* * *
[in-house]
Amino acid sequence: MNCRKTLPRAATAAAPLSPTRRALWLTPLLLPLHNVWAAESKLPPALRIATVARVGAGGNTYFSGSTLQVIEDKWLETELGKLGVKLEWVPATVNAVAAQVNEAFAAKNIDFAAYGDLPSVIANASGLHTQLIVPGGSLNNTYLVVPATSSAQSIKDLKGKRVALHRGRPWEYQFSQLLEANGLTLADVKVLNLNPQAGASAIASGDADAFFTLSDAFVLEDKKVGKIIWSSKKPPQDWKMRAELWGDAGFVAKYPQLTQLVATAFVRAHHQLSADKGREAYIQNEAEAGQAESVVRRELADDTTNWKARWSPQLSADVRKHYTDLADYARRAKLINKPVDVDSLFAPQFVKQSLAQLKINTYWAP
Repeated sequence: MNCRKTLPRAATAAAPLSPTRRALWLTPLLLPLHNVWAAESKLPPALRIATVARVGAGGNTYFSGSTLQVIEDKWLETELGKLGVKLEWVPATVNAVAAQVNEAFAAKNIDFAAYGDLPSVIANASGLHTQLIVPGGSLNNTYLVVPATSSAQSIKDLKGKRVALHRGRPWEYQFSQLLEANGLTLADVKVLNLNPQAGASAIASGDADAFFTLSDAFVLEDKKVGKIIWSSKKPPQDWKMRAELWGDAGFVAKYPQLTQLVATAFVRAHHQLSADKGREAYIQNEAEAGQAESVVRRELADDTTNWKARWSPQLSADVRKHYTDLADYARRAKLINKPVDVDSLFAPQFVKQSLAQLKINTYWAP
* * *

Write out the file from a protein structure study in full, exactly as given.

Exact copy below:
[in-house]
Amino acid sequence: MNCRKTLPRAATAAAPLSPTRRALWLTPLLLPLHNVWAAESKLPPALRIATVARVGAGGNTYFSGSTLQVIEDKWLETELGKLGVKLEWVPATVNAVAAQVNEAFAAKNIDFAAYGDLPSVIANASGLHTQLIVPGGSLNNTYLVVPATSSAQSIKDLKGKRVALHRGRPWEYQFSQLLEANGLTLADVKVLNLNPQAGASAIASGDADAFFTLSDAFVLEDKKVGKIIWSSKKPPQDWKMRAELWGDAGFVAKYPQLTQLVATAFVRAHHQLSADKGREAYIQNEAEAGQAESVVRRELADDTTNWKARWSPQLSADVRKHYTDLADYARRAKLINKPVDVDSLFAPQFVKQSLAQLKINTYWAP
Repeated sequence: MNCRKTLPRAATAAAPLSPTRRALWLTPLLLPLHNVWAAESKLPPALRIATVARVGAGGNTYFSGSTLQVIEDKWLETELGKLGVKLEWVPATVNAVAAQVNEAFAAKNIDFAAYGDLPSVIANASGLHTQLIVPGGSLNNTYLVVPATSSAQSIKDLKGKRVALHRGRPWEYQFSQLLEANGLTLADVKVLNLNPQAGASAIASGDADAFFTLSDAFVLEDKKVGKIIWSSKKPPQDWKMRAELWGDAGFVAKYPQLTQLVATAFVRAHHQLSADKGREAYIQNEAEAGQAESVVRRELADDTTNWKARWSPQLSADVRKHYTDLADYARRAKLINKPVDVDSLFAPQFVKQSLAQLKINTYWAP